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Causal associations between gut microbiota and urological tumors: a two-sample mendelian randomization study



Dysbiosis of gut microbiota has been linked to numerous diseases, including cancer. The unique role of gut microbiota in urological tumors is gaining prominence. However, it is still controversial whether the dysbiosis of gut microbiota should be one of the etiological factors of bladder cancer (BCa), prostate cancer (PCa) or kidney cancer (KCa).

Materials and methods

The microbiome genome-wide association study (GWAS) from the MiBioGen consortium (18,340 samples of 24 population-based cohorts) was utilized as the exposure data. Additionally, outcomes data (951 BCa cases and 307,092 controls; 1,631 KCa cases and 238,678 controls; 79,148 PCa cases and 61,106 controls) were extracted from the GWAS of the FinnGen and PRACTICAL consortia. To detect the potential causative bacterial traits for BCa, PCa, and KCa, a two-sample Mendelian randomization (MR) analysis was performed, employing the inverse-variance weighted or Wald ratio method. Sensitivity analyses were subsequently conducted to explore the robustness of the primary results. Finally, the reverse MR analysis was undertaken to mitigate the reverse causation.


This study suggested that Bifidobacterium (p = 0.030), Actinobacteria (p = 0.037 for phylum, 0.041 for class), and Ruminococcustorques group (p = 0.018), exhibited an association with an increased risk of BCa using either the inverse-variance weighted or Wald ratio method. By utilizing the Wald ratio method, Allisonella (p = 0.004, p = 0.038) was associated with a decreased risk of BCa and PCa, respectively. Furthermore, Ruminococcustorques group (p = 0.028) and Erysipelatoclostridium (p = 0.048) were causally linked to an elevated risk of KCa.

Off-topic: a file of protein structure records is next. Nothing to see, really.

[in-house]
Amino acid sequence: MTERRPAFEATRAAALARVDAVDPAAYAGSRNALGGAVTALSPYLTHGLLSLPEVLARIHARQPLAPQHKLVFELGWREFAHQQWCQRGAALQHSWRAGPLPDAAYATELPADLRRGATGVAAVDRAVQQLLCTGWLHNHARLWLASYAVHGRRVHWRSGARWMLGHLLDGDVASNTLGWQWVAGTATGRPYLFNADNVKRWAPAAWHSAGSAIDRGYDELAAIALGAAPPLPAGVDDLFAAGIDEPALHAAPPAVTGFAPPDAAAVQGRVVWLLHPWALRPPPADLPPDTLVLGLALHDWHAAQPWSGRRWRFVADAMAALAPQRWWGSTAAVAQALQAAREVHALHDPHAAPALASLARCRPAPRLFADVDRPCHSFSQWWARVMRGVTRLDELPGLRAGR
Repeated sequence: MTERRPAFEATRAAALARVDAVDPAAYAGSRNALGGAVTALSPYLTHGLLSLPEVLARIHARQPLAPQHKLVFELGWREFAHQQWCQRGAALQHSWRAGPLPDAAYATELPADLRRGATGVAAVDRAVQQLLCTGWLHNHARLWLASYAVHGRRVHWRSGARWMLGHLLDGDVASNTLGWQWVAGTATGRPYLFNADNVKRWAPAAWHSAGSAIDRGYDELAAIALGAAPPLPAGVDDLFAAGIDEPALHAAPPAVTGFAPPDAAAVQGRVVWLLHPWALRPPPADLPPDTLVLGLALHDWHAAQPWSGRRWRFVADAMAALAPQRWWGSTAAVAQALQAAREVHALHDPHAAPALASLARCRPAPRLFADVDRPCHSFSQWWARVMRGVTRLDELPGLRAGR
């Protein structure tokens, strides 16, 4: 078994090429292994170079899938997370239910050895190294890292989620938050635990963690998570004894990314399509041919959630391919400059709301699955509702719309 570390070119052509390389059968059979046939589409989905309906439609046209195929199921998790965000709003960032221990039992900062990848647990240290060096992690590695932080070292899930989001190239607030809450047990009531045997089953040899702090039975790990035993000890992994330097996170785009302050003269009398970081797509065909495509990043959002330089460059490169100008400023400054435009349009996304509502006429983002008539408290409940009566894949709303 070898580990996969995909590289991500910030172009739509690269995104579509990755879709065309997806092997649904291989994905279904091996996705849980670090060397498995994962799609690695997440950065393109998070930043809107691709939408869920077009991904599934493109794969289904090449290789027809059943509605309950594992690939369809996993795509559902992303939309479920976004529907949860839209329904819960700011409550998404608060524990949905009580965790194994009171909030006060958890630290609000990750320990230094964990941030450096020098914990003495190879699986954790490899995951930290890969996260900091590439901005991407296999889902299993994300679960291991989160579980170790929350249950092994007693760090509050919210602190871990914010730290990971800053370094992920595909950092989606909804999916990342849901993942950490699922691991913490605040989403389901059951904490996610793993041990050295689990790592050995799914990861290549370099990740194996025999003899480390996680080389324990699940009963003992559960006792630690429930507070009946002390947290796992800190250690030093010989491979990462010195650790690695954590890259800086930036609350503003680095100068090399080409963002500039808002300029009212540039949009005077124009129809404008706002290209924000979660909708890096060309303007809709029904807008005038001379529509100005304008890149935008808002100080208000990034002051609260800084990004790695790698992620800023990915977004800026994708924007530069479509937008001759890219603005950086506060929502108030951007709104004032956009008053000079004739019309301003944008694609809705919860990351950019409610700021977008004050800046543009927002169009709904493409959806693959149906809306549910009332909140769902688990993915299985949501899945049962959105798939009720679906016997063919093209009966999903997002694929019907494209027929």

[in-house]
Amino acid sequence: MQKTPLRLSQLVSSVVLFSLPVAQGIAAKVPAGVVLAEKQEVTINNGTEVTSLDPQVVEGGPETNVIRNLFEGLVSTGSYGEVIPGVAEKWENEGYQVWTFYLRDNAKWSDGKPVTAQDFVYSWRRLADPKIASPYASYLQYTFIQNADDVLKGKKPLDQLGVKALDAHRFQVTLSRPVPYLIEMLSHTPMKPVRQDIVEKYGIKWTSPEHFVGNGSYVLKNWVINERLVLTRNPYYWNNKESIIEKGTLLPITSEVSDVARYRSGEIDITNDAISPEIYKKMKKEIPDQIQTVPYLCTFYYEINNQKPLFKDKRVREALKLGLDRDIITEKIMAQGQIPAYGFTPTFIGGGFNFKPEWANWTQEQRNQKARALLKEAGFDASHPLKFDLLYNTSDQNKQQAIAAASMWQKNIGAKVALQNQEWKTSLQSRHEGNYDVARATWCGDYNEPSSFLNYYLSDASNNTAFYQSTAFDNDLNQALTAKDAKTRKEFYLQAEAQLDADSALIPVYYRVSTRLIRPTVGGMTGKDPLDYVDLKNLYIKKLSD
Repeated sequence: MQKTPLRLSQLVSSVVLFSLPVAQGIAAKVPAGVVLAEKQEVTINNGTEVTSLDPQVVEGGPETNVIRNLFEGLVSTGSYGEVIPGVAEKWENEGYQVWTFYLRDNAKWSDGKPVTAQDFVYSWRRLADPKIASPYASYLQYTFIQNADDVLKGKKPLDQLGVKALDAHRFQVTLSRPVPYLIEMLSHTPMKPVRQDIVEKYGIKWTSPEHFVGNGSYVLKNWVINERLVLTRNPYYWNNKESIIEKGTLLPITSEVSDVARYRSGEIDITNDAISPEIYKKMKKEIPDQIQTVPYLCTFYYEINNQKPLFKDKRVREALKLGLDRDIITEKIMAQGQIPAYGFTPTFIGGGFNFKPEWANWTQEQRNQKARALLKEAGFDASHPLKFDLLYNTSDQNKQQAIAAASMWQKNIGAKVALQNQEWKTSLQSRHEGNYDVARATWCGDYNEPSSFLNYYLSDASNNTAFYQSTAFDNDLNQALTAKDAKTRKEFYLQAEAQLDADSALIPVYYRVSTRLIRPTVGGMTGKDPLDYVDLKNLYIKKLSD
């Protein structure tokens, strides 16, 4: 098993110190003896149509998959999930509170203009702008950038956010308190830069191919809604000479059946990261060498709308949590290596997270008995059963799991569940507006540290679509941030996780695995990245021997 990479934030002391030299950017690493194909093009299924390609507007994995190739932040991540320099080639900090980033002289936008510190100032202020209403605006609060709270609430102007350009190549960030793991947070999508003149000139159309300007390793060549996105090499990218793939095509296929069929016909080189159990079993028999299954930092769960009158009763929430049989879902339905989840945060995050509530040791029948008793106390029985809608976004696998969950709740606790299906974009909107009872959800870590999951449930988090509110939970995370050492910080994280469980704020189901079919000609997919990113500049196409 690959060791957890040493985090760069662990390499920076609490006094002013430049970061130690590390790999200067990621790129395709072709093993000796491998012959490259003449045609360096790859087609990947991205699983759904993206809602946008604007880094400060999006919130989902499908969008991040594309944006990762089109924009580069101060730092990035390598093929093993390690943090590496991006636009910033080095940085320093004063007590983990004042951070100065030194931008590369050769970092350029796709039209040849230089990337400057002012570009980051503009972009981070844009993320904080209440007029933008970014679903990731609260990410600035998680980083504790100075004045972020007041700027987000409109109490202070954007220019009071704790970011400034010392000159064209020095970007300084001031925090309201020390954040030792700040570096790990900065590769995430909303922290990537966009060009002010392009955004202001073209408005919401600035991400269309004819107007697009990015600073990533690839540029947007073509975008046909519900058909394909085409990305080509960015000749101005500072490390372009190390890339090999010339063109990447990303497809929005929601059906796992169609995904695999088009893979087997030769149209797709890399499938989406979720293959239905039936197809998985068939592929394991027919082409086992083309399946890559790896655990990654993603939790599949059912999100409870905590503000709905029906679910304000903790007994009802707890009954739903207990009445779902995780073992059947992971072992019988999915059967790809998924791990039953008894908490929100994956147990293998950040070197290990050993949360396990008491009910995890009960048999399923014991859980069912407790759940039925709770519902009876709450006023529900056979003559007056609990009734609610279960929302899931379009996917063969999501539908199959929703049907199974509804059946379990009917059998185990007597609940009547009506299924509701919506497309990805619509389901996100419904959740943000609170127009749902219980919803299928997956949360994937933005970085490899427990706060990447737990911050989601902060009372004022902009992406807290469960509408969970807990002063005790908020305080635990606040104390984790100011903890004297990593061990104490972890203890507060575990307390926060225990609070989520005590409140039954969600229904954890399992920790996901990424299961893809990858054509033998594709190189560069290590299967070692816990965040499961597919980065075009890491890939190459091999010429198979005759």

This MR study supports that genetically predicted gut microbiota is causally related to BCa, PCa and KCa. Additionally, distinct bacterial traits are identified in relation to each tumor type.

Peer Review reports


Urological tumors pose a severe threat to human life and health on a global scale. According to the Global Burden of Disease Study (2019), the incidence rates of bladder cancer (BCa), prostate cancer (PCa), and kidney cancer (KCa) stand at 6.5, 17.4, and 4.6 per 100,000 person-years, collectively accounting for 9.81% of the worldwide tumor incidence. The mortality rates of PCa, BCa, and KCa are respectively 6.3, 2.9, and 2.1 per 100,000 person-years, contributing to approximately 9.14% of all tumor-related fatalities [1]. Furthermore, variations in incidence rates are observed globally, with higher incidence rates in industrialized nations like the United States and Europe. Meanwhile, the incidence rates of South American countries are higher than rising nations like African and Asian [2,3,4]. In recent decades, with the application of immunotherapy in tumors, focusing on the organism immunity of tumors and the various factors that regulate the immune status is increasing, and gut microbiota is one of them [5]. Since the Human Microbiome Project launched, there has been increasing evidence to suggest that the microbiome, including urinary tract, gut, and intratumoral microbes, contributes to urologic tumorigenesis [6].